A newly published study in The New England Journal of Medicine shows that in premenopausal women with early breast cancer administering Zometa (zoledronic acid) along with post-surgery hormone therapy provided a reduction in risk of recurrence or death that was 36% beyond that achieved with hormone therapy alone.
The study, from the Austrian Breast & Colorectal Cancer Study Group (ABCSG), is the first large, randomised, phase III clinical trial to show that Zometa offers significant protection against the return of early breast cancer in premenopausal women. Prior laboratory research suggested that Zometa might have direct anticancer effects, including helping to protect against the return and spread of cancer before it reaches an advanced stage.
“The possible return of breast cancer is a major concern among women who’ve undergone surgery to remove their tumours. We anticipate that this publication in The New England Journal of Medicine will provide oncologists with evidence regarding an additional treatment regimen to further help reduce the risk of breast cancer recurrence, or even death, for premenopausal women with hormone-sensitive breast cancer,” said lead investigator Michael Gnant, of the Medical University of Vienna.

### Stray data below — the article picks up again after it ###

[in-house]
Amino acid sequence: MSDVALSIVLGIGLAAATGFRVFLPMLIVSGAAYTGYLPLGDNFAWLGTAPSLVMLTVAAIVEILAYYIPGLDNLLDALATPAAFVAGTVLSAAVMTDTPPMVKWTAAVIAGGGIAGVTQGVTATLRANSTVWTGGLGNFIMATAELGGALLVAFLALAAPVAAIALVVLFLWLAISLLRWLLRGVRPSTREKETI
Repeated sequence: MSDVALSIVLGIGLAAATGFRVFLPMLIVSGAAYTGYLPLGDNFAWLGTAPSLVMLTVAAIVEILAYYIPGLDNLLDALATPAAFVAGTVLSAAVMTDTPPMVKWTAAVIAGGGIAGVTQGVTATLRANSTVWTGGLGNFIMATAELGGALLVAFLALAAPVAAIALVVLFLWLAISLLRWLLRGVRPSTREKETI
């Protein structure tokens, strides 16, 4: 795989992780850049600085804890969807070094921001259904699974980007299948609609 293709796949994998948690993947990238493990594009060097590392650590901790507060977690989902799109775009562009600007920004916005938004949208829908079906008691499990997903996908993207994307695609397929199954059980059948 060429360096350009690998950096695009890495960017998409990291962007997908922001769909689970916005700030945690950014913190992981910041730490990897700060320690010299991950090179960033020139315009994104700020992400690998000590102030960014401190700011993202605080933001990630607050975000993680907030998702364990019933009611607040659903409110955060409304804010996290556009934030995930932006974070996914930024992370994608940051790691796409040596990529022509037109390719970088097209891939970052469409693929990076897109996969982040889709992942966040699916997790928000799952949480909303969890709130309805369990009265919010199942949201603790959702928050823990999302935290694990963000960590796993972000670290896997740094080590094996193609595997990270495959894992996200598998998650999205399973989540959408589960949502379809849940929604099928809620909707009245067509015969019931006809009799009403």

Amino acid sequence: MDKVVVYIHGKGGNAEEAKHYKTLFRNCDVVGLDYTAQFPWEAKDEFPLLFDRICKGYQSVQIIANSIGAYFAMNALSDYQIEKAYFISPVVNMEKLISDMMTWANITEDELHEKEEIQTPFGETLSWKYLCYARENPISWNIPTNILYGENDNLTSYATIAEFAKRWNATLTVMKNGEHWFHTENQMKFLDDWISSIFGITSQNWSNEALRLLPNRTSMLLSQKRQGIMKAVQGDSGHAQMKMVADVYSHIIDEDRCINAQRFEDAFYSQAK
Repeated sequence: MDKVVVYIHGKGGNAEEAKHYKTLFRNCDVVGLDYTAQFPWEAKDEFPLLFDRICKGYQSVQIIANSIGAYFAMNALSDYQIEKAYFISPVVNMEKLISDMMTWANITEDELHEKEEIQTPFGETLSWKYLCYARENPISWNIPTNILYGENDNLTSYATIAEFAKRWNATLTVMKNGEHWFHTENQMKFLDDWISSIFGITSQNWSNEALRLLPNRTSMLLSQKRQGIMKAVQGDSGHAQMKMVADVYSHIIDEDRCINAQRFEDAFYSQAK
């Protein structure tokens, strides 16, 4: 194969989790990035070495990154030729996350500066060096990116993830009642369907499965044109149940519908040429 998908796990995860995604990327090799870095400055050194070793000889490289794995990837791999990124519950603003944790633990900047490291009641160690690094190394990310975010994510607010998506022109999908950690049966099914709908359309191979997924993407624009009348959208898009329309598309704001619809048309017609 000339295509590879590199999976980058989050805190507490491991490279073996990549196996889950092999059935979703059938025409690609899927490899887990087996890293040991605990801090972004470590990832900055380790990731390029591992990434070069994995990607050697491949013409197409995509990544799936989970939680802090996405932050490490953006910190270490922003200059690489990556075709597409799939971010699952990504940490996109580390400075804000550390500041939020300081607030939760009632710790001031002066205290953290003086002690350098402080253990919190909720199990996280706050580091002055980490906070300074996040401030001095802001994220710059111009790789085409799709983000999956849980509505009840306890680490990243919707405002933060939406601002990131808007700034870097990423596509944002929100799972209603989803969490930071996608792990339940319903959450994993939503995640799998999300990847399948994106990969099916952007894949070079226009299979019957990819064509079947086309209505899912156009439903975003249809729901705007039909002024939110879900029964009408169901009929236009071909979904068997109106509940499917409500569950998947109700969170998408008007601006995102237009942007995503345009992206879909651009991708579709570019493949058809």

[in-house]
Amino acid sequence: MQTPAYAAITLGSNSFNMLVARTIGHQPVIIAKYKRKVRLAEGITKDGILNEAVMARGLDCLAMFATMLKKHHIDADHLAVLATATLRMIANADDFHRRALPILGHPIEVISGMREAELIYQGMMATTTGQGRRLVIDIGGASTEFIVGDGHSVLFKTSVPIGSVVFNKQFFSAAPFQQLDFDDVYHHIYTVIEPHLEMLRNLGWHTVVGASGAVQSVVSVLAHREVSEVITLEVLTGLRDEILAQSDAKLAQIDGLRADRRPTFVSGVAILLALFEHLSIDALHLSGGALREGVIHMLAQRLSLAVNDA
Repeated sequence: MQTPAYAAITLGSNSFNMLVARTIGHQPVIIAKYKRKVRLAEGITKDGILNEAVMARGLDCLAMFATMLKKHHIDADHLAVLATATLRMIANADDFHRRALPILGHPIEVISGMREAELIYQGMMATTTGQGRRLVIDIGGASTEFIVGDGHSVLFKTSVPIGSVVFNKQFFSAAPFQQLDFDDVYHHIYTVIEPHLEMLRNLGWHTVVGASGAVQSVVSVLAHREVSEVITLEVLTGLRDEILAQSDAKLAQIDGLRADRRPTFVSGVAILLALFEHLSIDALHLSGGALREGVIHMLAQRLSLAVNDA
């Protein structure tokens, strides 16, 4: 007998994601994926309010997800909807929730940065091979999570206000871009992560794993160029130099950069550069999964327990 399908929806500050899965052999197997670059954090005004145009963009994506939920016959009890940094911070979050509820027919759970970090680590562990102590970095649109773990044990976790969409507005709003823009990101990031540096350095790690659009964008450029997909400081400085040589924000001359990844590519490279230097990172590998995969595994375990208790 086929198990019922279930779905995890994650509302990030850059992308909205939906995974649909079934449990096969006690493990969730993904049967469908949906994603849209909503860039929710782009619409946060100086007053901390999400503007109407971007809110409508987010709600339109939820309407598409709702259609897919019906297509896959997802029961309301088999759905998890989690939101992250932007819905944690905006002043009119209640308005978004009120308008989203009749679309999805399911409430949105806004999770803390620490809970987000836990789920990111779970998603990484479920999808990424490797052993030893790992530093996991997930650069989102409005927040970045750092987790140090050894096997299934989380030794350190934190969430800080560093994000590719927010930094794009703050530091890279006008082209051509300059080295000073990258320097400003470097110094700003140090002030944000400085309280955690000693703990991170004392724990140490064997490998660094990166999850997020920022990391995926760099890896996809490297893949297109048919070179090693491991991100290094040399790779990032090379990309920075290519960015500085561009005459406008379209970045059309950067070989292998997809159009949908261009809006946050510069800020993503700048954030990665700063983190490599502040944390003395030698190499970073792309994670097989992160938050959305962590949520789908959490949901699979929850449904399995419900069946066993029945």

“It is encouraging to see a significant reduction in risk of recurrence in these patients from a therapy that was also well-tolerated,” said David Epstein, President and CEO of Novartis Oncology.
“The findings of this landmark trial substantiate the strong anticancer effect of Zometa beyond the well-established benefit of this treatment in preventing bone complications in advanced cancers.”
The ABCSG Trial 12 (ABCSG-12) included more than 1,800 premenopausal women with early-stage breast cancer who, following curative surgery and goserelin treatment to suppress the ovaries, were treated with hormone therapy with or without Zometa for three years. The results demonstrated that the addition of Zometa to hormone therapy (tamoxifen or anastrozole) significantly prolonged both disease-free survival and recurrence-free survival.
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